AI is boosting disinformation attacks on voters, especially in communities of color

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AI is boosting disinformation attacks on voters, especially in communities of color

On Ed

Bill Wong and Mindy Romero

March 22, 2024

As the general election campaign begins in earnest, we can expect disinformation attacks to target voters, especially in communities of color. This has happened before: In 2016, for example, Russia’s disinformation programs targeted Black Americans, creating Instagram and Twitter accounts masquerading as Black voices and producing fake news websites such as,, and

Technological advances will make these efforts more difficult to recognize. Imagine those same fake accounts and websites with hyper-realistic videos and images designed to sow racial division and mislead people about their right to vote. The advent of generative artificial intelligence makes this possible at little to no cost, fueling the kind of misinformation that has always targeted communities of color.

It will be a problem for candidates, election offices and voter groups in the coming months. But voters will ultimately have to figure out for themselves what is real news or fake news, authentic or AI-generated news.

For immigrants and communities of color who often face language barriers, distrust democratic systems, and lack access to technology, the challenge is likely to be greater. Across the country, and especially in states like California, with large communities of immigrants and people with limited English proficiency, governments must help these groups identify and avoid misinformation.

Asian Americans and Latinos are especially vulnerable. Immigrants make up about two-thirds of Asian American and Pacific Islanders, and a Pew Research Center report shows that [86%] of Asian immigrants aged 5 and older say they speak a language other than English at home. The same dynamic applies to Latinos, with only 38% of the foreign-born Latino population in the US reporting proficiency in English.

Targeting non-English speaking communities has several benefits for those seeking to spread disinformation. These groups are often cut off from mainstream news sources that have the greatest resources to debunk deepfakes and other disinformation, preferring online engagement in their native languages, where moderation and fact-checking are less common. Forty-six percent of Latinos in the US use WhatsApp, while many Asian Americans prefer WeChat. Wired magazine reported that the platform is used by millions of Chinese Americans and people with friends, family or business in China, including as a tool for political organizing.

Disinformation targeting immigrant communities is poorly understood and difficult to detect and counter, but is becoming easier to create. In the past, producing fake content in non-English languages ​​required intensive human work and was often of low quality. Now, AI tools can create hard-to-trace disinformation in language at lightning speed and without the vulnerabilities and scale issues associated with human limitations. Despite this, much research on misinformation and disinformation focuses on English-language use.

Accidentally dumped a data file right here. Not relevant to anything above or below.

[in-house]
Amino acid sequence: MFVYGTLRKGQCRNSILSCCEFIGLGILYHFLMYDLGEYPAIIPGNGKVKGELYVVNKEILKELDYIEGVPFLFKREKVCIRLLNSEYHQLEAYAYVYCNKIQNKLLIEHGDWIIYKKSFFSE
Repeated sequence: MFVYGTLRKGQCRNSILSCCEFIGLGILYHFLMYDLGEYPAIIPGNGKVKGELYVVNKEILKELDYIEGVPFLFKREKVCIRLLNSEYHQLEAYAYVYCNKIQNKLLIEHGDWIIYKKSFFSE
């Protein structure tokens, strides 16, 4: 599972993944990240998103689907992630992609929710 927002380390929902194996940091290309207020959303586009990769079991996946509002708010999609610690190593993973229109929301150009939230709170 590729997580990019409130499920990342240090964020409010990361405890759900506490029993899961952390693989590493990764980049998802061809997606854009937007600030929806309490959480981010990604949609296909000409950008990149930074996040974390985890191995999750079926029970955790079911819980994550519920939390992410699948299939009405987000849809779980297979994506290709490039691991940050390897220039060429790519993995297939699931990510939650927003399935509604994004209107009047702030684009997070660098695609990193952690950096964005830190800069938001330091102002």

Efforts to target communities of color and non-English speakers with disinformation are aided by the fact that many immigrants rely heavily on their cell phones for internet access. Mobile user interfaces are particularly vulnerable to misinformation because many desktop design and branding elements are minimized in favor of content on smaller screens. With 13% of Latinos and 12% of African Americans relying on mobile devices for broadband access, compared to 4% of white smartphone owners, they are more likely to receive and share false information.

Social media companies’ efforts to combat voter misinformation have fallen short. Meta’s announcement in February that it would flag AI-generated images on Facebook, Instagram, and Threads is a positive but small step toward countering AI-generated misinformation, especially for ethnic and immigrant communities who may know little about the effects thereof. It is clear that a stronger government response is needed.

The California Initiative for Technology and Democracy, or CITED, of which we serve on the board of directors, will soon unveil a legislative package

which that

would require broader transparency for generative AI content, letting social media users know which video, audio, and images were created by AI tools. The bills also require labeling AI-enabled political disinformation on social media, ban campaign ads before elections from using the technology, and restrict anonymous trolls and bots.

In addition, CITED plans to host a series of community forums in California with partner organizations rooted in their region. The groups will speak directly to leaders in communities of color, labor leaders, local elected officials and other trusted messengers about the dangers of false AI-generated information likely to be circulating this election season.

The hope is that this information will be relayed at the community level, making voters in the state more aware and skeptical of false or misleading content, building trust in the election process, election results, and our democracy.

Bill Wong is a campaign strategist and author of Better to Win: Hardball Lessons in Leadership, Influence, & the Craft of Politics. Mindy Romero is a political sociologist and director of the Center for Inclusive Democracy at the USC Price School of Public Policy.


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